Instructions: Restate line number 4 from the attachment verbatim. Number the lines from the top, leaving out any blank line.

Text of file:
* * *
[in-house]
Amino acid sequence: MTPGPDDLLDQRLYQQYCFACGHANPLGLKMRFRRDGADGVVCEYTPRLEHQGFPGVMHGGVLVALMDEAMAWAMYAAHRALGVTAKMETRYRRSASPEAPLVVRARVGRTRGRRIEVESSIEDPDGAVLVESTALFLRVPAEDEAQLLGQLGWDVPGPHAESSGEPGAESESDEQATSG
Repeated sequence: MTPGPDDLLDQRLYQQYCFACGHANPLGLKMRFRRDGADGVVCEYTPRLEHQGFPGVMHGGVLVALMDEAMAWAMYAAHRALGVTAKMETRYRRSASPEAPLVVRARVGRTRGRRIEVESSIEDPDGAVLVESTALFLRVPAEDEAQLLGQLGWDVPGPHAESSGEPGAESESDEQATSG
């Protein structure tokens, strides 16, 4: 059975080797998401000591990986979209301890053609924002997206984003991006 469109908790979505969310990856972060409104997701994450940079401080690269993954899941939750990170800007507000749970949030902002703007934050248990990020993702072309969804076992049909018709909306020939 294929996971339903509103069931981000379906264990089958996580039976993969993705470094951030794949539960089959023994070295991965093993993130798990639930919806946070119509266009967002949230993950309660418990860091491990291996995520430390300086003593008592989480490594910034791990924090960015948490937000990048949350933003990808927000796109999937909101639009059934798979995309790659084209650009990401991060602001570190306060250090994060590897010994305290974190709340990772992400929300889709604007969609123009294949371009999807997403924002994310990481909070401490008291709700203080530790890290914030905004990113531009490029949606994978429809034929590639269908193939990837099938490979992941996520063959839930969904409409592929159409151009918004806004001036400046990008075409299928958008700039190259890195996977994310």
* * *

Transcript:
């Protein structure tokens, strides 16, 4: 059975080797998401000591990986979209301890053609924002997206984003991006 469109908790979505969310990856972060409104997701994450940079401080690269993954899941939750990170800007507000749970949030902002703007934050248990990020993702072309969804076992049909018709909306020939 294929996971339903509103069931981000379906264990089958996580039976993969993705470094951030794949539960089959023994070295991965093993993130798990639930919806946070119509266009967002949230993950309660418990860091491990291996995520430390300086003593008592989480490594910034791990924090960015948490937000990048949350933003990808927000796109999937909101639009059934798979995309790659084209650009990401991060602001570190306060250090994060590897010994305290974190709340990772992400929300889709604007969609123009294949371009999807997403924002994310990481909070401490008291709700203080530790890290914030905004990113531009490029949606994978429809034929590639269908193939990837099938490979992941996520063959839930969904409409592929159409151009918004806004001036400046990008075409299928958008700039190259890195996977994310």